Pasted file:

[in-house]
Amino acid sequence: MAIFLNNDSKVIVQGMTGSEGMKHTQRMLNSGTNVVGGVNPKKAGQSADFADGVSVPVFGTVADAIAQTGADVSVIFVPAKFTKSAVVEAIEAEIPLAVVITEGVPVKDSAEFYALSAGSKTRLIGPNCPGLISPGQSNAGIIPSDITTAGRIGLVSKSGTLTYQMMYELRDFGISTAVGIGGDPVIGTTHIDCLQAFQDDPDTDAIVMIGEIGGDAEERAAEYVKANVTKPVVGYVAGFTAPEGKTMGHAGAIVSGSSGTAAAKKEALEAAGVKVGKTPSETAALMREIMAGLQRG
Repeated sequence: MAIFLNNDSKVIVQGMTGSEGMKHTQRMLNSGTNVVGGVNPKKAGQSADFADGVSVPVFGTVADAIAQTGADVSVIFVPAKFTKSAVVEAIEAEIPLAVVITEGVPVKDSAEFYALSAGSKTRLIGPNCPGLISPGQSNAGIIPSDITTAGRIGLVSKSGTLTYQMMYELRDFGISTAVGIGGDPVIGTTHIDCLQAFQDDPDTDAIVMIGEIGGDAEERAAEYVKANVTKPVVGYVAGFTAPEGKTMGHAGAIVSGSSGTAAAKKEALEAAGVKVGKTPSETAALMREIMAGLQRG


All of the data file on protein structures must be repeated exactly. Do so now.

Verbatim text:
[in-house]
Amino acid sequence: MAIFLNNDSKVIVQGMTGSEGMKHTQRMLNSGTNVVGGVNPKKAGQSADFADGVSVPVFGTVADAIAQTGADVSVIFVPAKFTKSAVVEAIEAEIPLAVVITEGVPVKDSAEFYALSAGSKTRLIGPNCPGLISPGQSNAGIIPSDITTAGRIGLVSKSGTLTYQMMYELRDFGISTAVGIGGDPVIGTTHIDCLQAFQDDPDTDAIVMIGEIGGDAEERAAEYVKANVTKPVVGYVAGFTAPEGKTMGHAGAIVSGSSGTAAAKKEALEAAGVKVGKTPSETAALMREIMAGLQRG
Repeated sequence: MAIFLNNDSKVIVQGMTGSEGMKHTQRMLNSGTNVVGGVNPKKAGQSADFADGVSVPVFGTVADAIAQTGADVSVIFVPAKFTKSAVVEAIEAEIPLAVVITEGVPVKDSAEFYALSAGSKTRLIGPNCPGLISPGQSNAGIIPSDITTAGRIGLVSKSGTLTYQMMYELRDFGISTAVGIGGDPVIGTTHIDCLQAFQDDPDTDAIVMIGEIGGDAEERAAEYVKANVTKPVVGYVAGFTAPEGKTMGHAGAIVSGSSGTAAAKKEALEAAGVKVGKTPSETAALMREIMAGLQRG